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For Me, 2014 Was The Year Of Audiobooks – part 2

As promised, here’s part 2 of 2014 in review:

“Skingame” by Jim Butcher. It’s no secret I’m a Dresden Files fan. I’ve posted about the series here. I’ve posted memes on social media. I’ve referenced Jim Butcher’s stories as examples in writing discussions. This one was a hard copy. It’s also number 15 in the series and the latest published. I won’t delve into any details, but I enjoyed the book. There were a few things that left me scratching my head such that I had to chat with other fans to figure out, but hey, it left me talking about the book days later.

“Pines (Wayward Pines #1)” by Blake Crouch narrated by Paul Michael Garcia. What can I say about this story besides wow, what a head spinner. Although this is the first of a series of books, I stopped at the first one. I have not yet decided if I’ll continue the series. The narrator did an acceptable job, but did not leave me with a memorable performance. Crouch does a great job with descriptions, but some of his plot enforcing seems a bit, well forced.

“Kiss the Girls (Alex Cross, #2)” by James Patterson narrated by Robert Guillaume and Chris Noth. I was disappointed in the narrators’ performance. I can’t put my finger on whether or not the switching between narrators for hero and villain threw me off or I had Charles Turner’s performance as Alex Cross stuck in my head. The story itself was an admirable follow up effort to “Along Came A Spider.” Perhaps this was one best left for hardcopy.

“Die Trying (Jack Reacher #2)” by Lee Child narrated by Jonathan McClain. Thus begins the McClain era of Jack Reacher. At first I wasn’t sold on McClain as Reacher, but he grew on me. The story is well plotted out and begins to show that Lee Child has hit on a formula that works. His trademark descriptions continue and weave a tale that keeps me coming back for more Jack Reacher.

“Tripwire (Jack Reacher #3)” by Lee Child narrated by Jonathan McClain. McClain’s character voices truly shine through in this performance. I think “Tripwire” is my favorite in the Jack Reacher series. The villain, Hook Hobie, is a memorable one who deserves a place among other great literary blackguards.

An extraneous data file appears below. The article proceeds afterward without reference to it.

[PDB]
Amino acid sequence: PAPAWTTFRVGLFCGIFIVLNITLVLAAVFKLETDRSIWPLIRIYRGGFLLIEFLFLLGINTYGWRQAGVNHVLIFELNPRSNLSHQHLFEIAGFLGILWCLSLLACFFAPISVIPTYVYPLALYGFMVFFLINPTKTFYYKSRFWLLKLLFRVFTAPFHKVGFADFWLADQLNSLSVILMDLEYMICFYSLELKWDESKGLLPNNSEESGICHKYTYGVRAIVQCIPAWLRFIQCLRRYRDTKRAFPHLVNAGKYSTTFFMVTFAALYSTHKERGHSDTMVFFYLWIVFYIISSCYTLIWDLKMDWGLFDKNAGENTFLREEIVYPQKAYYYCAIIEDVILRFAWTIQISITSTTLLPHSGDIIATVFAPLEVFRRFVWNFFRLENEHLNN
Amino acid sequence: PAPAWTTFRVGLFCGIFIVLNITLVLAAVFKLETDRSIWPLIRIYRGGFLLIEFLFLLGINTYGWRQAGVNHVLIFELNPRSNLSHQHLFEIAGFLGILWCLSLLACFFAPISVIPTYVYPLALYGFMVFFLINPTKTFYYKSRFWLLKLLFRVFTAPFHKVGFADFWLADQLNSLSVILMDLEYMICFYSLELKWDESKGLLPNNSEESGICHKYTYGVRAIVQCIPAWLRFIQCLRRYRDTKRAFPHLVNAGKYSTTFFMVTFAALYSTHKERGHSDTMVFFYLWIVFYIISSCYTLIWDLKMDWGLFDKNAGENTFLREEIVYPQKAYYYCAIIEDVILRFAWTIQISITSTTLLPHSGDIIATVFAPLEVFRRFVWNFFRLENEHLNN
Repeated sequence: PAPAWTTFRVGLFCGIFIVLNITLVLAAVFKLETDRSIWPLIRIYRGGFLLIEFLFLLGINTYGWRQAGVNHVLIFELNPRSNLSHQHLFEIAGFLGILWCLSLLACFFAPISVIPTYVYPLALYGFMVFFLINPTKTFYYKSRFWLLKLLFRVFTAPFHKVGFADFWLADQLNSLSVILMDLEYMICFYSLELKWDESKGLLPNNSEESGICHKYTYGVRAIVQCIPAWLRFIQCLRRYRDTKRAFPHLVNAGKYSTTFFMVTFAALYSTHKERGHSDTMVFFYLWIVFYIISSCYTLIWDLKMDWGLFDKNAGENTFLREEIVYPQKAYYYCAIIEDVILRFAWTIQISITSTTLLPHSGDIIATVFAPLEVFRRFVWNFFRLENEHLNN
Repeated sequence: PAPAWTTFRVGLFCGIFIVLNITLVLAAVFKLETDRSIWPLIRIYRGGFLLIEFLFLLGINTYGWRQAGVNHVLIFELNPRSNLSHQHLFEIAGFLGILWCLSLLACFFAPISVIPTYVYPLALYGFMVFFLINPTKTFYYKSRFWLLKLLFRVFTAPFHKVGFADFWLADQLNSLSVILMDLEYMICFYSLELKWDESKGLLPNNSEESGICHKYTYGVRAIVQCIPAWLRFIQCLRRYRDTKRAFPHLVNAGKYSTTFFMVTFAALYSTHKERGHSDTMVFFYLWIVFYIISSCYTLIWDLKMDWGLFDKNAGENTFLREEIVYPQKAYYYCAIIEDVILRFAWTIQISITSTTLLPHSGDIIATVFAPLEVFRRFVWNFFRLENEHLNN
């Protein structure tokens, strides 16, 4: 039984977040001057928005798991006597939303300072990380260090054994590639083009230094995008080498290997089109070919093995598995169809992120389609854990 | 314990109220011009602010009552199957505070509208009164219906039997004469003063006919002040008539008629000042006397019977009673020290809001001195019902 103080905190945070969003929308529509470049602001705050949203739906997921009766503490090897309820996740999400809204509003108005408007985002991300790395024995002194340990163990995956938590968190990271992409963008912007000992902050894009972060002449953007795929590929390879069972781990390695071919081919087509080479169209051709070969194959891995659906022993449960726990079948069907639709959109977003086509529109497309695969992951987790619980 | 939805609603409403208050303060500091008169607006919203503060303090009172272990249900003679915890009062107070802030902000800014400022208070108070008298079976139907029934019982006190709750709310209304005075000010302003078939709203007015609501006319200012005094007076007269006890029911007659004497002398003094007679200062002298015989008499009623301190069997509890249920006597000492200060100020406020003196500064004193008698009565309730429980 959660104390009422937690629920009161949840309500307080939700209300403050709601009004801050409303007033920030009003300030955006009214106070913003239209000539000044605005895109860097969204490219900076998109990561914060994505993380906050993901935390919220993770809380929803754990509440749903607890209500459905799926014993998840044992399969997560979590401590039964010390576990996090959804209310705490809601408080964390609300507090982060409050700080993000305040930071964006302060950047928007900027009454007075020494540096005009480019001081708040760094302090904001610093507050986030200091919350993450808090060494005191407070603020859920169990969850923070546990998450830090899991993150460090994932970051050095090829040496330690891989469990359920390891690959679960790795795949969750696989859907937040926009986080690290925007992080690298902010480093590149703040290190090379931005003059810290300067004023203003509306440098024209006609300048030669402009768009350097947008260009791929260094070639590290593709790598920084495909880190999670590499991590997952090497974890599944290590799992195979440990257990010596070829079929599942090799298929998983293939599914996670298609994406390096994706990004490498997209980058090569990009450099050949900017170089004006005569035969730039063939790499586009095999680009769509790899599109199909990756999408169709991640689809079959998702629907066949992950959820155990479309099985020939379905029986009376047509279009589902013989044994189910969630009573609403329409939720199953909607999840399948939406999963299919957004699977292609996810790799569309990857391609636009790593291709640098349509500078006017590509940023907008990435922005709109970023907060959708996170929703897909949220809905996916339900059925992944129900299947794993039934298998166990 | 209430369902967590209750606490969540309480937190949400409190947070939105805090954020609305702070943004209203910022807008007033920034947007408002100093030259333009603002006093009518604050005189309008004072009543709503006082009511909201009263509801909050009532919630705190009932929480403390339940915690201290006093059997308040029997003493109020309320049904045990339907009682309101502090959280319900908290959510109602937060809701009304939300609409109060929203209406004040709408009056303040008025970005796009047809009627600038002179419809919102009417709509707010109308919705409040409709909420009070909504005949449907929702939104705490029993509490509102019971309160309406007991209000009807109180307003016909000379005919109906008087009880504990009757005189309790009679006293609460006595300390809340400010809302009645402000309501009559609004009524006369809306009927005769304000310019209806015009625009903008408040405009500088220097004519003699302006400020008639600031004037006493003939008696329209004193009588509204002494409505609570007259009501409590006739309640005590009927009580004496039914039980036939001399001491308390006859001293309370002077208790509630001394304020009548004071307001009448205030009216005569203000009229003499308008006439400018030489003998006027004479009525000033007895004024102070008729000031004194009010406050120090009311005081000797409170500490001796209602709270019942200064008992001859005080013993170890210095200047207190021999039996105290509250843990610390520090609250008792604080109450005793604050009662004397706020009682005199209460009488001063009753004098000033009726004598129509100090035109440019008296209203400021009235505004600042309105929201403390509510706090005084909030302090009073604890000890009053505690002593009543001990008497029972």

“Joyland” by Stephen King. I had high hopes for this book. It was published in 2013 as the second book for the imprint Hard Case Crime. I have enjoyed King’s evolution into mysteries and thrillers and away from the purely supernatural horrors he started with. The descriptions are great. The concept is great. The execution, eh.

“The Cold Dish (Walt Longmire, #1)” by Craig Johnson. I picked up this book for no other reason than I’m a fan of the TV series “Longmire” on A&E. As I read, I could easily hear most of the characters’ voices in my head. The writing style is unique at times, so unique I was left confused on a few pages and had to thumb back and read again to figure out what was being said. Despite that problem, I did enjoy this book. If you’re a fan of the TV show, read this book.

“Mr. Mercedes” by Stephen King narrated by Will Patton. Of all the books that blew me away in 2014, this was near if not at the top of the list. I love watching Will Patton on the screen, but listening to his narration was a whole new experience and really made me a bigger fan of Patton. As of this date, this performance is the only one that has made me actively search for a way to leave this narrator a love note for his reading. Now, King did an admirable job as well. I loved this story and found myself conversing with a stranger in an airport over the book. If any book could bring back the age of Stephen King movies, this would be it.

“The Dragon Factory (Joe Ledger, #2) by Jonathan Maberry narrated by Ray Porter. What can I say about this book that I didn’t say about “Patient Zero.” This is my new favorite series. The descent in madness of the world around Joe Ledger is near palpable in this book. Read this series.

“The King of Plagues (Joe Ledger, #3) by Jonathan Maberry narrated by Ray Porter. Maberry wrote a “love letter” to Ray Porter on saying that when he writes Joe Ledger’s lines now, he hears Ray Porter’s voice in his head. What bigger compliment could a narrator receive. I loved this book, but its reach for a global scale nearly slipped through Maberry’s fingers. Some of the plot points were confusing. Some of the chapters unnecessary. But, I’ll still pick up book 4 for a listen.